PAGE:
Clear and solid steps have been taken in the past few years to cancel research, experiments and drug testing on chimps, a practice which is still legal in only two countries in the world: the US and Ghana. Recently, the US National Institutes of Health (NIH) was advised to retire its decade-old, 360 chimpanzee-strong colony to a national sanctuary. Some 50 chimpanzees will continue to remain in research facilities, but only if the research performed on them is considered to render important benefits to mankind.
The long awaited announcement delivered from a working group of external agency advisors comes a year after an important report by the US Institute of Medicine condemned the use of chimps for medical research and recommended their dismantlement after much debate, in light of ever growing evidence that chimps are very similar to humans and fearsome ethical discussions.
“Clearly there is going to be a reduction in the use of chimpanzees in research,” says working group co-chair Kent Lloyd, the associate dean for research at the School of Veterinary Medicine at the University of California, Davis.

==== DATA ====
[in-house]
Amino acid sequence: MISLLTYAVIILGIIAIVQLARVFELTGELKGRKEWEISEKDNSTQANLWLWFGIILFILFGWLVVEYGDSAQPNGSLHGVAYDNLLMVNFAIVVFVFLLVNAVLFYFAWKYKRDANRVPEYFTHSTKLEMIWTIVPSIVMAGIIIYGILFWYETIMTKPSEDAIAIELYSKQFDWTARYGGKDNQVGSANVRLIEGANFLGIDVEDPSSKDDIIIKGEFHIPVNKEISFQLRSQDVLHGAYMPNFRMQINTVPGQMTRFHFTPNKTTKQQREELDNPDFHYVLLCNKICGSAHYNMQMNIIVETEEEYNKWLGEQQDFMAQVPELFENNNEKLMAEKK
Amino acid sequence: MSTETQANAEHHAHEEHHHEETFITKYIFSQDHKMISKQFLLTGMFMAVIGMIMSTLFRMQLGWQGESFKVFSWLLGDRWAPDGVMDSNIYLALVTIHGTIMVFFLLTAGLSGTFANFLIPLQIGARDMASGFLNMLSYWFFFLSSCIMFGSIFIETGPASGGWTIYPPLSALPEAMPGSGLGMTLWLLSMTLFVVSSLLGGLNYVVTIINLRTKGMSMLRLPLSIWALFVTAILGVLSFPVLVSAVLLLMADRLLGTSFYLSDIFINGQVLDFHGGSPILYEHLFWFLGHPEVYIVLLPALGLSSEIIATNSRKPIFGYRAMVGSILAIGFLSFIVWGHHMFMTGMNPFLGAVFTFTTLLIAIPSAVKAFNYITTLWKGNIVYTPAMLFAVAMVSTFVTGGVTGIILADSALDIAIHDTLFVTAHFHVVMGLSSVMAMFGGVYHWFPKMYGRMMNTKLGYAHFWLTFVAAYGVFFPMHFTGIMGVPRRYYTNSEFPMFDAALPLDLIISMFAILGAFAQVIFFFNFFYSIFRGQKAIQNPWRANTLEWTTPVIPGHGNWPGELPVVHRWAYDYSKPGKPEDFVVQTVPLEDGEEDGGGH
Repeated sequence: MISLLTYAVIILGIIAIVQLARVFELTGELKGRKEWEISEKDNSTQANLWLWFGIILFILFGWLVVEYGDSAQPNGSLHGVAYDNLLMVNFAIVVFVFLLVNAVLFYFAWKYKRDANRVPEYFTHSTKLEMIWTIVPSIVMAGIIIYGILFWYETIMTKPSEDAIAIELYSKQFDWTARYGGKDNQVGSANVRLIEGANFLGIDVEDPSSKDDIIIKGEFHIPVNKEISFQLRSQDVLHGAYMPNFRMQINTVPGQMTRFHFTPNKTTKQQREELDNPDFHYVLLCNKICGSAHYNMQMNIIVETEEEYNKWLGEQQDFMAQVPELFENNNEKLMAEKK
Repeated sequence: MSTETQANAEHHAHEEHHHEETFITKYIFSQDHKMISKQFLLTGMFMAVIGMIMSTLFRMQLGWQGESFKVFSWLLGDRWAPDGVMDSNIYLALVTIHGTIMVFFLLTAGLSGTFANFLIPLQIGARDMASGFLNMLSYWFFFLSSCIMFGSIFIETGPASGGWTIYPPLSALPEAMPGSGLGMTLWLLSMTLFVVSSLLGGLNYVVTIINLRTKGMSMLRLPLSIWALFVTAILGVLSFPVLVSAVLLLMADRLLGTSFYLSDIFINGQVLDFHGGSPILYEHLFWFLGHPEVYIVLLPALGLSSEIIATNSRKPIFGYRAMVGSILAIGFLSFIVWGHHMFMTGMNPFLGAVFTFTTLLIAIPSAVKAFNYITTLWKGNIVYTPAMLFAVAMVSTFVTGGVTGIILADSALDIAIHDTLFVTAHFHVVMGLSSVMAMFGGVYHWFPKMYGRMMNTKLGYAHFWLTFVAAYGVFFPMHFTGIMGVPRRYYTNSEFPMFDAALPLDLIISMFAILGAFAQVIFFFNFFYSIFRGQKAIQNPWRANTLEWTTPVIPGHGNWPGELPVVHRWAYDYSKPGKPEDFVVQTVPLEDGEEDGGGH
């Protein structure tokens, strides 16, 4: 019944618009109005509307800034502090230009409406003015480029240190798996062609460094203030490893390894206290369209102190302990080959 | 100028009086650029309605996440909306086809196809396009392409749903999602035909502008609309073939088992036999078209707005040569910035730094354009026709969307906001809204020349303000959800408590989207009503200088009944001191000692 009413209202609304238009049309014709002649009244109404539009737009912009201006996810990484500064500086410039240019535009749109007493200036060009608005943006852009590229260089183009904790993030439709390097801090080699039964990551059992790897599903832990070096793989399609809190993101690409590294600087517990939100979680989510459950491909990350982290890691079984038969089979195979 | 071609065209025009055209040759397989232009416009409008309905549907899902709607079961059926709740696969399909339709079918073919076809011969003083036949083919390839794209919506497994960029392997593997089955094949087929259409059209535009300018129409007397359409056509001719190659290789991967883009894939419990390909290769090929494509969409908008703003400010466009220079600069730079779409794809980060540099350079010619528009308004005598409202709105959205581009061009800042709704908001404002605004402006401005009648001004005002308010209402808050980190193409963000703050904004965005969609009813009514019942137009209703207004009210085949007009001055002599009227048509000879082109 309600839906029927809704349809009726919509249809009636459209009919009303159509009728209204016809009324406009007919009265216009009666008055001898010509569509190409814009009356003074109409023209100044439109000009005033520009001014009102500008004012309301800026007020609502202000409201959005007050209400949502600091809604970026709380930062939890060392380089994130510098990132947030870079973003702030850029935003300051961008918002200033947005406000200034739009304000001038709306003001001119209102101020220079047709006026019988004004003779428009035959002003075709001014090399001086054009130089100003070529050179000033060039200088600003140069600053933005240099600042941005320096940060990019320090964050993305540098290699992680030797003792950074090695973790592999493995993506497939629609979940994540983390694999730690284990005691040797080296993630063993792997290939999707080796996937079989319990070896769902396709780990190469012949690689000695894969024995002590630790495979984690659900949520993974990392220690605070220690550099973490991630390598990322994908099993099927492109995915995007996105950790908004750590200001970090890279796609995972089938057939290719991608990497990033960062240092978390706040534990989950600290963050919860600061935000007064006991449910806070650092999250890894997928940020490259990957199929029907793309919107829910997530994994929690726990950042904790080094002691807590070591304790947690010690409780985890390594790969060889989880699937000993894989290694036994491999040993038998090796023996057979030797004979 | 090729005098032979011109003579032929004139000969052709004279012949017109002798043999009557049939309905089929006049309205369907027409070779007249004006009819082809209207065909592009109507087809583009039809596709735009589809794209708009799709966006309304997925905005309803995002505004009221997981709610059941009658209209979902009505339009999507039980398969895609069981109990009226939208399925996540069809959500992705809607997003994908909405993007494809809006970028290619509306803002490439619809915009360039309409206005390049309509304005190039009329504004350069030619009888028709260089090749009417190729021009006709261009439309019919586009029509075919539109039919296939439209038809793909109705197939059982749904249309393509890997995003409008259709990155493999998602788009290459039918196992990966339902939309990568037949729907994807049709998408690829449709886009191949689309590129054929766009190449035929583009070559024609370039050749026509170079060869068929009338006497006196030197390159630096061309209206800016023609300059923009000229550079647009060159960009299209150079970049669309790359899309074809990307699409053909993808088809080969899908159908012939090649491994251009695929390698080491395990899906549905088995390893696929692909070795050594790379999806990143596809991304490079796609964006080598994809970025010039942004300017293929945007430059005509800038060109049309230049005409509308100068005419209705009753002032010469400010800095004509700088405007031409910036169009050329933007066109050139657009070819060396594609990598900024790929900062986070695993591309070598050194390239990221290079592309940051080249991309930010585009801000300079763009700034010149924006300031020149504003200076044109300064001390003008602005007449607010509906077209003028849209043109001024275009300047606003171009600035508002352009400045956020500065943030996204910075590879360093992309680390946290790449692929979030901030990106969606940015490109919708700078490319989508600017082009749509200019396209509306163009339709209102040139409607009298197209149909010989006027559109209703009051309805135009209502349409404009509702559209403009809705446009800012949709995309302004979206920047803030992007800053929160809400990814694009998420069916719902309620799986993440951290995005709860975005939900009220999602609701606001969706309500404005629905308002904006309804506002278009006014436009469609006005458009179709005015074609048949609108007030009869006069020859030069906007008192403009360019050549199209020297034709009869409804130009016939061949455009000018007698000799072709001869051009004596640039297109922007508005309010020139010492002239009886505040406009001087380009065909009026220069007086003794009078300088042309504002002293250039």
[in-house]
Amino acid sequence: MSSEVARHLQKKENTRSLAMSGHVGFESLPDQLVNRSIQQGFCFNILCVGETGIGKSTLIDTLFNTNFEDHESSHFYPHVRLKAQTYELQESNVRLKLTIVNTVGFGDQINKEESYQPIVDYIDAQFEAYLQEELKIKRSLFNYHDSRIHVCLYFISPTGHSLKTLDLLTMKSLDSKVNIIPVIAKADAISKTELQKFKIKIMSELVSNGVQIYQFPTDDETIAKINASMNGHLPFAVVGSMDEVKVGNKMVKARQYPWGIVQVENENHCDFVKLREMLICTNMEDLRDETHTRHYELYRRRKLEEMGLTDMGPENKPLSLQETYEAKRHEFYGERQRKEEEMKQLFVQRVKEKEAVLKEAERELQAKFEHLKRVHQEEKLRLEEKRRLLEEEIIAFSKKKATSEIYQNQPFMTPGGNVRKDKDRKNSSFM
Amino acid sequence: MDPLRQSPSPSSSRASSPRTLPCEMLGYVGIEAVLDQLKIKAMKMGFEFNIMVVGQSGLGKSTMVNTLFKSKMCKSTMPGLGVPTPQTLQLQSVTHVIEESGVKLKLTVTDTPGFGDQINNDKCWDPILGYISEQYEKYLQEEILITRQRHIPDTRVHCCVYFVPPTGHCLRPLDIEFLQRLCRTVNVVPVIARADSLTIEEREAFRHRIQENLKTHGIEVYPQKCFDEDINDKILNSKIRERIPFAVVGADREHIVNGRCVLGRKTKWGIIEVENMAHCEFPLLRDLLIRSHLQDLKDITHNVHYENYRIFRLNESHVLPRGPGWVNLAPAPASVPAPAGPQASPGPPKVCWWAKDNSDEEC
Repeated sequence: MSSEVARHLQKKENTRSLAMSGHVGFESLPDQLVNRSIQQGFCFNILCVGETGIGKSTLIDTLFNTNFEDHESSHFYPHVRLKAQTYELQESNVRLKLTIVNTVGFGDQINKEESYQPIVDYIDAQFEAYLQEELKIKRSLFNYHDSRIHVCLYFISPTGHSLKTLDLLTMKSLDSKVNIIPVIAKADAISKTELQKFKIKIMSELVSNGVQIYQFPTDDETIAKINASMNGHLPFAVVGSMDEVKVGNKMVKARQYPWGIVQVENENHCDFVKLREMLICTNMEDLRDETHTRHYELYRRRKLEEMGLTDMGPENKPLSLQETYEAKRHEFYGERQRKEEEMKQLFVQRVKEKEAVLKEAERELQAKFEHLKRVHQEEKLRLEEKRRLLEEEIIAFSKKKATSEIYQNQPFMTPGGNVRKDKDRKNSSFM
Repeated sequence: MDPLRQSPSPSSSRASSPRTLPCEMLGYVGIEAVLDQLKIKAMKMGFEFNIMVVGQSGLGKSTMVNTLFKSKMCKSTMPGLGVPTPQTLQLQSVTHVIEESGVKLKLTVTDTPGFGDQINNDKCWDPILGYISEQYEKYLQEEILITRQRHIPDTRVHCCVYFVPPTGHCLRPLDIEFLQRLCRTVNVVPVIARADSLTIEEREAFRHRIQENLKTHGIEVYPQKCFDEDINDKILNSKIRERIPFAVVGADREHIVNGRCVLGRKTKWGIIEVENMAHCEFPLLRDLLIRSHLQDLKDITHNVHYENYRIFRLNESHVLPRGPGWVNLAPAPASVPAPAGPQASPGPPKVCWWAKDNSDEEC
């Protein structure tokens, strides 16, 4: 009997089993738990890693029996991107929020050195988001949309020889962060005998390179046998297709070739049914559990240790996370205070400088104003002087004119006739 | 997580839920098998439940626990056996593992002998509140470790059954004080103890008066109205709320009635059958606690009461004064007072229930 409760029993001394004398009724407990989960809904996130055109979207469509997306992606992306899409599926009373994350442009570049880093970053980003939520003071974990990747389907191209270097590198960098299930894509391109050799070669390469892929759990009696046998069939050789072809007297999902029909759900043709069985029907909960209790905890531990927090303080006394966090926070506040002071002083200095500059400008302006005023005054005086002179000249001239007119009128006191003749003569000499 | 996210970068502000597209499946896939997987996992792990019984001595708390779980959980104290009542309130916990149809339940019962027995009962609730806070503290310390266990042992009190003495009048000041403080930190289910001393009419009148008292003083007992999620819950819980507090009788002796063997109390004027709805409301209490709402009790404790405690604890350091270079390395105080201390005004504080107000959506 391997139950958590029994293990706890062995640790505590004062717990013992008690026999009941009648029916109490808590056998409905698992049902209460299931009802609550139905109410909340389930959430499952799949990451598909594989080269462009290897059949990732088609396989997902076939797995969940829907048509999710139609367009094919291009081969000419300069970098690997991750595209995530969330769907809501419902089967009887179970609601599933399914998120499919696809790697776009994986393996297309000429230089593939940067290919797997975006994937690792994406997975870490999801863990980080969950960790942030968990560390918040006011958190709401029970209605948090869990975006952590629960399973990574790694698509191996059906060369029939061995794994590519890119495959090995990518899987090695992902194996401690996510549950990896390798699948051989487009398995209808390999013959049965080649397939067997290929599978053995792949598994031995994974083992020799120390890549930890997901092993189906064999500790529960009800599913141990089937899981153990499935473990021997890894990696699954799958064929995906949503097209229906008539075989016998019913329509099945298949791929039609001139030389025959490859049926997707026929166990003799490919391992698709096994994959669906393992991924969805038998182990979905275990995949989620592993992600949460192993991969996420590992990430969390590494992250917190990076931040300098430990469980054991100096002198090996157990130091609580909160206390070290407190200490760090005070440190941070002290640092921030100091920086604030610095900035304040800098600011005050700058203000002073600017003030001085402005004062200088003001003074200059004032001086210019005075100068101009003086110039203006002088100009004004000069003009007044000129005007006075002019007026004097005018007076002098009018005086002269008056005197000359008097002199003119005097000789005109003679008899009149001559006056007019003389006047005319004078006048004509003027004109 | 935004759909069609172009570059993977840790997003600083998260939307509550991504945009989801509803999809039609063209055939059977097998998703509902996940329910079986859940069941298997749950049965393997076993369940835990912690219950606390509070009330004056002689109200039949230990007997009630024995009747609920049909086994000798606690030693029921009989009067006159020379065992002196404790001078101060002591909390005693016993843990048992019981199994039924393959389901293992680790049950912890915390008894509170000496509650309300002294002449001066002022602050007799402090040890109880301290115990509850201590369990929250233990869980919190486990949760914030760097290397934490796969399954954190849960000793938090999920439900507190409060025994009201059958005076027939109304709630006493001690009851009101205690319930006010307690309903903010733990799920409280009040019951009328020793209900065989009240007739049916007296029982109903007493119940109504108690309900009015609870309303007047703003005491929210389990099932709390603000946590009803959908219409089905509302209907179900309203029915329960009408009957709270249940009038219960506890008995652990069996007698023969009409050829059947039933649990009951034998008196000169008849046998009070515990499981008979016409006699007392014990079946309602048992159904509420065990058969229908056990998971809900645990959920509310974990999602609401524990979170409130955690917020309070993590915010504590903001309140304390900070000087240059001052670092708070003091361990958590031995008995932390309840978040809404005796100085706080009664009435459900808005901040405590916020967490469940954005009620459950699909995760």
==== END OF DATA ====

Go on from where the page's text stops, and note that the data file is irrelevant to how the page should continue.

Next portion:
The NIH committee traces clear restrictions for chimp research, calling for the cancellation of about half of 21 existing biomedical and behavioural experiments and the establishment of sanctuary housing for the retiring animals “immediately”. The committee goes on to add that some 50 chimpanzees are enough for future research, and this only after an independent committee would vet individual study proposals after they first pass routine NIH scientific review. In short future research that includes chimpanzees would have to prove that no other animal or biological model is available and the potential benefits to mankind are of great importance.
With this in mind, three of nine ongoing invasive experiments, involving immunology and infectious diseases, could continue, because they meet the IOM criteria and eight of 13 behavioural or comparative genomics studies could be allowed to continue, but in some cases only conditionally.
Last month, the agency announced that it will retire 110 chimpanzees to the national Chimp Haven sanctuary in Keithville, Louisiana; these 360 chimpanzees come in addition.
Of course, the announcement was met with great enthusiasm by animal rights activists, while some scientists point out that currently chimpanzees are the only animals where important medical research testing can be performed; research that might offer solutions, treatment and cures to afflictions, infections and diseases that currently plague mankind causing millions of deaths every year.
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